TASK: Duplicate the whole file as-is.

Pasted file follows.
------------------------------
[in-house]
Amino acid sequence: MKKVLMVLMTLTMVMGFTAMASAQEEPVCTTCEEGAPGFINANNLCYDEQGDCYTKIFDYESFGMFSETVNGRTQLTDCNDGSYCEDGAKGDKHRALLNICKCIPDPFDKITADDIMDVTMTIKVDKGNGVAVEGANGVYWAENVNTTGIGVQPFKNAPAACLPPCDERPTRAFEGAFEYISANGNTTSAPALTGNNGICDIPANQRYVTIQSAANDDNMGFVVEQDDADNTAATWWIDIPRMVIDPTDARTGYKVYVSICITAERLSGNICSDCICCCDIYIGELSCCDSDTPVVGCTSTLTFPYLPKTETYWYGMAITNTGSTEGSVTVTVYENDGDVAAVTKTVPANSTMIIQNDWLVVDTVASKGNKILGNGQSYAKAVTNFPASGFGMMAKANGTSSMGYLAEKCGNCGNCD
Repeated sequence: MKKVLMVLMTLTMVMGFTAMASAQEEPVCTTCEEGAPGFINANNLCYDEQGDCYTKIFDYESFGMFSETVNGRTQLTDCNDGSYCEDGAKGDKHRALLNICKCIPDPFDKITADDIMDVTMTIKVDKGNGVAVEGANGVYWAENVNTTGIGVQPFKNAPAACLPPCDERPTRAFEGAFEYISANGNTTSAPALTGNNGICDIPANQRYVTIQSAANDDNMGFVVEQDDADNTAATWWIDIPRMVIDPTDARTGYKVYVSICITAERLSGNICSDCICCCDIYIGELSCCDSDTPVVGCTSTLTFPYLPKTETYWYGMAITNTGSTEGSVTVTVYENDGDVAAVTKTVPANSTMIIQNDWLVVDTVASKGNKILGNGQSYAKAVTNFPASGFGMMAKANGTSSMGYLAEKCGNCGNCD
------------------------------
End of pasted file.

[in-house]
Amino acid sequence: MKKVLMVLMTLTMVMGFTAMASAQEEPVCTTCEEGAPGFINANNLCYDEQGDCYTKIFDYESFGMFSETVNGRTQLTDCNDGSYCEDGAKGDKHRALLNICKCIPDPFDKITADDIMDVTMTIKVDKGNGVAVEGANGVYWAENVNTTGIGVQPFKNAPAACLPPCDERPTRAFEGAFEYISANGNTTSAPALTGNNGICDIPANQRYVTIQSAANDDNMGFVVEQDDADNTAATWWIDIPRMVIDPTDARTGYKVYVSICITAERLSGNICSDCICCCDIYIGELSCCDSDTPVVGCTSTLTFPYLPKTETYWYGMAITNTGSTEGSVTVTVYENDGDVAAVTKTVPANSTMIIQNDWLVVDTVASKGNKILGNGQSYAKAVTNFPASGFGMMAKANGTSSMGYLAEKCGNCGNCD
Repeated sequence: MKKVLMVLMTLTMVMGFTAMASAQEEPVCTTCEEGAPGFINANNLCYDEQGDCYTKIFDYESFGMFSETVNGRTQLTDCNDGSYCEDGAKGDKHRALLNICKCIPDPFDKITADDIMDVTMTIKVDKGNGVAVEGANGVYWAENVNTTGIGVQPFKNAPAACLPPCDERPTRAFEGAFEYISANGNTTSAPALTGNNGICDIPANQRYVTIQSAANDDNMGFVVEQDDADNTAATWWIDIPRMVIDPTDARTGYKVYVSICITAERLSGNICSDCICCCDIYIGELSCCDSDTPVVGCTSTLTFPYLPKTETYWYGMAITNTGSTEGSVTVTVYENDGDVAAVTKTVPANSTMIIQNDWLVVDTVASKGNKILGNGQSYAKAVTNFPASGFGMMAKANGTSSMGYLAEKCGNCGNCD